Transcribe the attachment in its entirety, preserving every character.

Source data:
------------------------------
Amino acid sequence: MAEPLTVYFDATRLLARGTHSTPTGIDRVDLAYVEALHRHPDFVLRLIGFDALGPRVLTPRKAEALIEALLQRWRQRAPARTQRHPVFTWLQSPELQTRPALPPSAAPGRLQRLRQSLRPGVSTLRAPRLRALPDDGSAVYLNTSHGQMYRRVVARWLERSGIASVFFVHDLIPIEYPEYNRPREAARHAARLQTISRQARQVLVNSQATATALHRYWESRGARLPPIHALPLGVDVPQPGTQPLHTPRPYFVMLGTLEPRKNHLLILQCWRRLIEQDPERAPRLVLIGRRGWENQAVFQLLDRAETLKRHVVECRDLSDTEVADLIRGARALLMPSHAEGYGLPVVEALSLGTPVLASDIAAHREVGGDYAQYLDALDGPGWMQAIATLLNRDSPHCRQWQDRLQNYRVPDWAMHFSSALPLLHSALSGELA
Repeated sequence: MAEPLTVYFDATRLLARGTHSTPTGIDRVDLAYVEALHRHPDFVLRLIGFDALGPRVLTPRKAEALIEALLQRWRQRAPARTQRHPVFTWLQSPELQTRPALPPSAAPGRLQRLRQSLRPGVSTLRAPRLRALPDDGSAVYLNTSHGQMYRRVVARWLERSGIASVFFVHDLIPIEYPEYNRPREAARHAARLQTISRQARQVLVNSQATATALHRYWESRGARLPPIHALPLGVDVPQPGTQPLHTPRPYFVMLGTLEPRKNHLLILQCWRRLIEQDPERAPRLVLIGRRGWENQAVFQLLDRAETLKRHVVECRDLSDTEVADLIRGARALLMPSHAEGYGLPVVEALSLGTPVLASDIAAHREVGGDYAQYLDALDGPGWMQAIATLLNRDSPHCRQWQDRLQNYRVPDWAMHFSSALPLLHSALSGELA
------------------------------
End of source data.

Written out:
Amino acid sequence: MAEPLTVYFDATRLLARGTHSTPTGIDRVDLAYVEALHRHPDFVLRLIGFDALGPRVLTPRKAEALIEALLQRWRQRAPARTQRHPVFTWLQSPELQTRPALPPSAAPGRLQRLRQSLRPGVSTLRAPRLRALPDDGSAVYLNTSHGQMYRRVVARWLERSGIASVFFVHDLIPIEYPEYNRPREAARHAARLQTISRQARQVLVNSQATATALHRYWESRGARLPPIHALPLGVDVPQPGTQPLHTPRPYFVMLGTLEPRKNHLLILQCWRRLIEQDPERAPRLVLIGRRGWENQAVFQLLDRAETLKRHVVECRDLSDTEVADLIRGARALLMPSHAEGYGLPVVEALSLGTPVLASDIAAHREVGGDYAQYLDALDGPGWMQAIATLLNRDSPHCRQWQDRLQNYRVPDWAMHFSSALPLLHSALSGELA
Repeated sequence: MAEPLTVYFDATRLLARGTHSTPTGIDRVDLAYVEALHRHPDFVLRLIGFDALGPRVLTPRKAEALIEALLQRWRQRAPARTQRHPVFTWLQSPELQTRPALPPSAAPGRLQRLRQSLRPGVSTLRAPRLRALPDDGSAVYLNTSHGQMYRRVVARWLERSGIASVFFVHDLIPIEYPEYNRPREAARHAARLQTISRQARQVLVNSQATATALHRYWESRGARLPPIHALPLGVDVPQPGTQPLHTPRPYFVMLGTLEPRKNHLLILQCWRRLIEQDPERAPRLVLIGRRGWENQAVFQLLDRAETLKRHVVECRDLSDTEVADLIRGARALLMPSHAEGYGLPVVEALSLGTPVLASDIAAHREVGGDYAQYLDALDGPGWMQAIATLLNRDSPHCRQWQDRLQNYRVPDWAMHFSSALPLLHSALSGELA